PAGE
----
War sours
state outlook

The threat of an Iraq conflict prompts
the state to lower its economic
projections for the year

By Russ Lynch

The state government has lowered its projections for 2003 in a number of important economic areas, saying the threat of a new Middle East war has already hurt Hawaii's economy.

While some of its numbers are still positive for this year, the state Department of Business, Economic Development & Tourism said the projections have declined.

Also, the latest numbers do not include the possible effects of the country actually going to war, DBEDT said.

The state government sees real personal income -- income after accounting for inflation -- rising 1.7 percent this year. That is lower than the 2.5 percent it projected three months ago. And DBEDT lowered its visitor arrivals projection to an increase of 5.3 percent in 2003, from the 6.1 percent it predicted in December.

The state also lowered its job growth projection to 1.4 percent from 1.6 percent projected in December. But even the reduced job-count projection would be an improvement over the 0.5 percent decline in jobs in 2002.

"Inflation is likely to be slightly higher in 2003, with an expected 1.7 percent increase in the Honolulu Consumer Price Index. This will be up from a 1.1 percent increase in 2002," DBEDT said in its quarterly review and forecast, which is available on the Web at

The reduced expectations are in line with those of the Council on Revenues, an independent group of economists that estimates state revenue, which last week dropped its overall 6.1 percent growth rate projected for 2003 to 4.3 percent.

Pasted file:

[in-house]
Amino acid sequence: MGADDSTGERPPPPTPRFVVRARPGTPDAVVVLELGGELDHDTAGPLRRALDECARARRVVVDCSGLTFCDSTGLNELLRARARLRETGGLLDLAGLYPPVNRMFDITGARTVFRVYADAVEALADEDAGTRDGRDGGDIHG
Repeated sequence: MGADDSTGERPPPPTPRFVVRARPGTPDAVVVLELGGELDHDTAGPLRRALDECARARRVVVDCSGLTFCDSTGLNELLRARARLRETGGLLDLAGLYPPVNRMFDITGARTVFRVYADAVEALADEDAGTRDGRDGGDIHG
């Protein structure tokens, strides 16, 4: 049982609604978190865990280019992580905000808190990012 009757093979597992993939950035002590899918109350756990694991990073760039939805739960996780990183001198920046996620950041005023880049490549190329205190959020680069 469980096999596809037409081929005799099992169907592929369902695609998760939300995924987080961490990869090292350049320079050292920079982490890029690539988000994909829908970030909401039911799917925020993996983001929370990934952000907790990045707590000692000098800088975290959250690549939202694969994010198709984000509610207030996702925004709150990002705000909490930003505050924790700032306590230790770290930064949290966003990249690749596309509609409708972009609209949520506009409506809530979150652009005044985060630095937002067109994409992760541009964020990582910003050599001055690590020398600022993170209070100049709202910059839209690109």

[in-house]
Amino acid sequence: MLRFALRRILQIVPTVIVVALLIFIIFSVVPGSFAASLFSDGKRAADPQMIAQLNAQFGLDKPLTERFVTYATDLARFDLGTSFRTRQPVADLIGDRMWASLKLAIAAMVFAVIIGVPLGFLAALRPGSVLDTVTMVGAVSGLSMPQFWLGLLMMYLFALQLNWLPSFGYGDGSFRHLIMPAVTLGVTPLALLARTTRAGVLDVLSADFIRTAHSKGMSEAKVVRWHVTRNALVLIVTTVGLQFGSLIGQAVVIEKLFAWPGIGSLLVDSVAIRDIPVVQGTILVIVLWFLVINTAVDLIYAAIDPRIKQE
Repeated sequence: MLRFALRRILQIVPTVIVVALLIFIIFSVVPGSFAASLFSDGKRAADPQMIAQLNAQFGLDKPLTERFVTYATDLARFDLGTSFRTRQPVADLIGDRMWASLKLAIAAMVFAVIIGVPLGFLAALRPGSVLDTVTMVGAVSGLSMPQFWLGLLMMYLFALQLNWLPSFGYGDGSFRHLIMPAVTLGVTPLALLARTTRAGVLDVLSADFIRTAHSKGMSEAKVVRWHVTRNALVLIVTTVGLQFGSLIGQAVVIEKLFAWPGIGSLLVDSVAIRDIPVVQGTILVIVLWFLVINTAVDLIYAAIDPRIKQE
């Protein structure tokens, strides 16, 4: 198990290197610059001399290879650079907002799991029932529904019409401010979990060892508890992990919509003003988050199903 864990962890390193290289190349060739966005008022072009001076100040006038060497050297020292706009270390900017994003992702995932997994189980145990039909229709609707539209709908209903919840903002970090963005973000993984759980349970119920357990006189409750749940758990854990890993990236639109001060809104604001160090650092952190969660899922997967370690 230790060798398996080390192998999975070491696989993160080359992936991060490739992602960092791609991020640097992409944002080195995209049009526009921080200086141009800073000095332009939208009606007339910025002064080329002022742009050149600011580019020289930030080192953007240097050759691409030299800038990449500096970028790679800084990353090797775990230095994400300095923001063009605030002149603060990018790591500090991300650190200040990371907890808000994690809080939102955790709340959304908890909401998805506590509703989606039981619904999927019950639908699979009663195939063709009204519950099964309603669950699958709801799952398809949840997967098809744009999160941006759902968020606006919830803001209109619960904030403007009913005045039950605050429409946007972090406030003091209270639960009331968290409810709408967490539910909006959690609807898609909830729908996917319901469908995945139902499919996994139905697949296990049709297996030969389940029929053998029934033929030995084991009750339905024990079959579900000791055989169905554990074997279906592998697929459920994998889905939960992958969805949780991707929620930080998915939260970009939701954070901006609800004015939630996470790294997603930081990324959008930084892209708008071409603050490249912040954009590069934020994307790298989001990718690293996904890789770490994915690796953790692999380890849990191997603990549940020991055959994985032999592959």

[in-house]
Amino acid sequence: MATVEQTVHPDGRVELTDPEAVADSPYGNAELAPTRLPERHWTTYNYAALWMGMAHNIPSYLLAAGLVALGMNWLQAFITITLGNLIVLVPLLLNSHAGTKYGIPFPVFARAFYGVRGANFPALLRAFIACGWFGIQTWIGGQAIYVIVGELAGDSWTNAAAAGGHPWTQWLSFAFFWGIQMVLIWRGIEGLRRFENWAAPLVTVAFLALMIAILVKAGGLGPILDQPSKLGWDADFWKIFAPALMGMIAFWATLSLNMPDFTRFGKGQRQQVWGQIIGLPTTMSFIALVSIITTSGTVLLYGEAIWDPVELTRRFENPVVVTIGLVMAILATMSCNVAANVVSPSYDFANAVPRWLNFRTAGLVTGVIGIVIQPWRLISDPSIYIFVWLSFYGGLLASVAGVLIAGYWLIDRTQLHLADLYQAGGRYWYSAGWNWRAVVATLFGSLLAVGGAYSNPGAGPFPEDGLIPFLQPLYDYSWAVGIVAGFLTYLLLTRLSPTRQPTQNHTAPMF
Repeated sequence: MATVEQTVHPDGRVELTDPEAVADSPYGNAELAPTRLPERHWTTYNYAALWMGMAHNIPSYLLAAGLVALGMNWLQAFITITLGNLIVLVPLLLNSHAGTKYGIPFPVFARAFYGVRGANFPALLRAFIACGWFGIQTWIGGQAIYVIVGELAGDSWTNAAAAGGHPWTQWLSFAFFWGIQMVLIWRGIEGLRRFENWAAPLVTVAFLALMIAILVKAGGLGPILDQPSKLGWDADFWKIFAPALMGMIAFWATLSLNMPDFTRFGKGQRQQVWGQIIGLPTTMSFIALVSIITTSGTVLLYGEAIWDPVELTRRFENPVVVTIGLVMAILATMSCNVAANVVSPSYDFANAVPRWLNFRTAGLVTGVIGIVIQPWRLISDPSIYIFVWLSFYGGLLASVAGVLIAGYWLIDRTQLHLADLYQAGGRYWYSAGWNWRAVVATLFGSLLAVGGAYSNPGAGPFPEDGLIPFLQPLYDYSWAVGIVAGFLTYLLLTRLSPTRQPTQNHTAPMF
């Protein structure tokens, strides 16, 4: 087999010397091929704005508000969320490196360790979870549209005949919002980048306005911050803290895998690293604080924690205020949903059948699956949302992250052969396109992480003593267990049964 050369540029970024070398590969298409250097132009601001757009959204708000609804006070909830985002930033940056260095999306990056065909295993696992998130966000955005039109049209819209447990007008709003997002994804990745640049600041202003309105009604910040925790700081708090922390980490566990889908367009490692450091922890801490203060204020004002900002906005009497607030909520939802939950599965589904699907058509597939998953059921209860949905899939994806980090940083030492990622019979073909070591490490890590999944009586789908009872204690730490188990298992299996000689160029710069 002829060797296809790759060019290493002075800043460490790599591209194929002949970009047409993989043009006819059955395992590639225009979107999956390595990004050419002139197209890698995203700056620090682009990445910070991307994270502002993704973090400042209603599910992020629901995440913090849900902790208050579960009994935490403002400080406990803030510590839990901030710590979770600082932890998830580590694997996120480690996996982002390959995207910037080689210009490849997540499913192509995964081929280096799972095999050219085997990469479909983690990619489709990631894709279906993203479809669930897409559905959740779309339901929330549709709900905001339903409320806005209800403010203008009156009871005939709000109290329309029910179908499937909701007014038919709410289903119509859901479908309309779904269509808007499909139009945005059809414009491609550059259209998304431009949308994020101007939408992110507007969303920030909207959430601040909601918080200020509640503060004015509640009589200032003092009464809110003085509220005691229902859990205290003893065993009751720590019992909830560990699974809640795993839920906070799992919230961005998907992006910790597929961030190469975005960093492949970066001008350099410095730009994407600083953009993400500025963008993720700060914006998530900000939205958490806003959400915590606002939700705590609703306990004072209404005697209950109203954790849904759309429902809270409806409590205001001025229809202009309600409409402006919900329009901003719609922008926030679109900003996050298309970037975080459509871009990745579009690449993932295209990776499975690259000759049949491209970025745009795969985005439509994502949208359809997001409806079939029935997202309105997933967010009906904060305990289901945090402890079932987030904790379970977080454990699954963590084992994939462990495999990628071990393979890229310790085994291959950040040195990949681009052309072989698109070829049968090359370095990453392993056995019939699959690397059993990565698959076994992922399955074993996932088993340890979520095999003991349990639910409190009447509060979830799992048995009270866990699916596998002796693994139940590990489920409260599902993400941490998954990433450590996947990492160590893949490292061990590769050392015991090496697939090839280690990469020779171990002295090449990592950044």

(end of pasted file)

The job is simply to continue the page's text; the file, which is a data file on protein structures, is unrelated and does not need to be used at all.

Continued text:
And Leroy Laney, an economics professor at Hawaii Pacific University, said he generally agrees with the dip.

A forecast he made in November was for visitor arrivals in 2003 to rise 5 percent over 2002 and the job count to rise 1.5 percent, Laney said.

"If I was to revisit this I would shave it off some. If we do have a war with Iraq that would affect us negatively, risking a double recession," Laney said. He said that would mean returning to a recession in place in 2001.

The Hawaii economy is already being hurt by the threat of war, DBEDT said. "We are seeing some reduction in expected visitor activity related to the heightened potential for war," said Ted Liu, DBEDT director.

Laney agreed. "Essentially we are already at war," he said.

Hawaii State Department of
Business, Economic Development & Tourism

E-mail to Business Editor


Text Site Directory:
[News] [Business] [Features] [Sports] [Editorial] [Do It Electric!]
[Classified Ads] [Search] [Subscribe] [Info] [Letter to Editor]
© 2003 Honolulu Star-Bulletin --